In circumstances of artificial insemination, the birth mother will be a legal parent whereas the other intended parent, the lesbian co-mother, would need to obtain a parenting order in respect of their child. Such parenting order may not always entitled lesbian co-mothers to have the same financial and work-related benefits as a legal (birth) parents do. The other intended partner in the same-sex relationship will only be considered as a ‘parent’ of a child if the child was born in a de-facto relationship at the time of the artificial insemination.[1] This may compromise the best interest of a child born to a lesbian or gay couple.[2] The result is that same-sex families are excluded from a range of federally funded entitlements and benefits that are available to heterosexual families. Consequently, this has resulted in same-sex families being denied access to benefits intended to help parents’ support their children that may leave the children in a same-sex family worse off than other children from opposite-sex families.

Therefore as a federal government policy officer, it is important to undertake further reforms to ensure equality of the children being raised in same-sex families and to clarify access entitlements for parents seeking to support their children in the best way they can.

 

Surrogacy

A child born to a gay couple will often have a birth father and a gay co-father, as well as a birth mother. Alternatively, a child may have two gay co-fathers as well as a birth mother. If there is a birth father, he will be a legal parent. Pursuant to the Surrogacy Act,[3] the intended parent or intended parents may include a man and an eligible woman; or two men; or two eligible women to be parents of the child; and a birth parent would stop being a parent of the child.[4]

The present requirements for gay couples making a parenting order include a proposed order for the well-being and in the best interest of the child; the child must has resided with the applicant for at least 28 consecutive days before the day of the application was made and before time of hearing; proof of evidence of a medical or social need for the surrogacy arrangement and such arrangement was made after the parties obtained an independent legal advice; all parties must have obtained counseling from a qualified counselor about the surrogacy arrangement and such arrangement was made with the consent of the birth mother, the birth mother’s spouse (if any) and the applicant, or joint applicants before the child was conceived; provided such arrangement cannot be a commercial arrangement.[5] It is recognized that further reform is needed to clarify the status and role of a person who has no biological connection to a child.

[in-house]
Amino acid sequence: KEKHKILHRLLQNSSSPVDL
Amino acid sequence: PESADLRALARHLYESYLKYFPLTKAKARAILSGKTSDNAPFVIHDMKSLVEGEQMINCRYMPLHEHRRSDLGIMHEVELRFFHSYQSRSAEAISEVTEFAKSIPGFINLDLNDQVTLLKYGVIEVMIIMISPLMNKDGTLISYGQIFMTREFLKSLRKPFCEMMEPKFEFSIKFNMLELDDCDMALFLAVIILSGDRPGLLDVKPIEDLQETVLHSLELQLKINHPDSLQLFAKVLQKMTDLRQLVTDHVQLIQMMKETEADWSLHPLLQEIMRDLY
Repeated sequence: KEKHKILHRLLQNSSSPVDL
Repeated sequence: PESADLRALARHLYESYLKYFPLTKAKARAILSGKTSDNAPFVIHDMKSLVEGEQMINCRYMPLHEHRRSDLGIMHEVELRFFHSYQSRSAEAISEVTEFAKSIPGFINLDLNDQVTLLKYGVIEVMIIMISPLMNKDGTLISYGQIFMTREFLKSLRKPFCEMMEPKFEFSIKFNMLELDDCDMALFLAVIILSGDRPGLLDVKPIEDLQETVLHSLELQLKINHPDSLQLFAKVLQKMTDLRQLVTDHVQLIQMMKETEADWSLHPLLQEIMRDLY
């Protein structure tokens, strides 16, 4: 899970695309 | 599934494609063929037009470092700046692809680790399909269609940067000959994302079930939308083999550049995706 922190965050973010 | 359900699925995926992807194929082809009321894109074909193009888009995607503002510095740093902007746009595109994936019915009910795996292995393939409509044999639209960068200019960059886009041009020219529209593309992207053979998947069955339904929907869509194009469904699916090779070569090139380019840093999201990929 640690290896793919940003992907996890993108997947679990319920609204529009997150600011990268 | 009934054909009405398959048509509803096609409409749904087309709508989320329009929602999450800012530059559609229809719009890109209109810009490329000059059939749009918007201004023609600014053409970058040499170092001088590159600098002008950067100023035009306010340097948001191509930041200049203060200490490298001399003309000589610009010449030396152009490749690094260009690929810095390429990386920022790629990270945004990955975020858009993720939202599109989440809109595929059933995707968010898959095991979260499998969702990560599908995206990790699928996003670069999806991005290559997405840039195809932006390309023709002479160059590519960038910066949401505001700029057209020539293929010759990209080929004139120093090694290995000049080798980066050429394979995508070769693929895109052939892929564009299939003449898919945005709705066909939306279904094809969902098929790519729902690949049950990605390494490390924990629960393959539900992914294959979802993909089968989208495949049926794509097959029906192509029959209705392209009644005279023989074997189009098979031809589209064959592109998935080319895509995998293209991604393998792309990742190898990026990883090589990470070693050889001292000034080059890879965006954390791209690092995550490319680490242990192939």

Article 26 of the International Covenant and Civil and Political Rights[6] provides:

“All persons are equal before the law without any discrimination to the protection of the law. The law shall prohibit any discrimination and guarantee to all persons equal and effective protection against discrimination on any ground…”

In Re Michael: Surrogacy Arrangements,[7] Watts J considered[8] s60HB of FLA and found unexpected consequences in relation to application for leave to adopt a child born as a result of a family surrogacy arrangement. This is one example of how the new provision s60H of FLA could lead to strange results.  In Re Michael, Sharon’s mother Lauren, who was in a de factor relationship with Clive, gave birth to Michael by using Paul’s sperm (Sharon’s husband) as Sharon suffered from a cervical cancer, she could not give birth. However, due to the s60G of FLA which defines the “prescribed adopting parent”, Paul and Sharon could not adopt Michael despite the fact that Paul was Michael’s biological father. Section 60H of FLA only provides scope for a child born as a result of artificial insemination to have two parents, this provision would not however assist the children of a gay male couple who have a child or children under a surrogacy arrangement. Such restriction is problematic for children born to multi-parent families, or children born to gay male couples. Despite the fact that the new s60H of FLA has now recognised the status of non birth mother, nevertheless, in a number of cases, s60H of FLA is not sufficiently flexible to recognize the various forms of family that exist in today’s society. Further reform would need to be made to recognise the multiplicity of family constellations for the benefit and security of the children living with them.

 

 

[1] Child support Agency “The Guide” http://guide.csa.gov.au/part_2/2_1_3.php, Part 2.1.3.

[2] Jenni Millbank, ‘Recognition of Lesbian and Gay Families in Australian Law – Part Two: Children’ (2006) 34 (2) Federal Law Review, 29.

[3] Surrogacy Act 2010 (Qld).

[4] Ibid s. 39.

[5] Ibid s. 22.

[6] Office of the United Nations High Commissioner for Human Rights. ‘International Covenant on Civil and Political Rights’ (1976).

[7] Surrogacy Arrangements [2009] FamCA 691.

[8] Belle Lane, ‘Who is a parent?’ (2010) 21(2) Australian Family Lawyer, 9.

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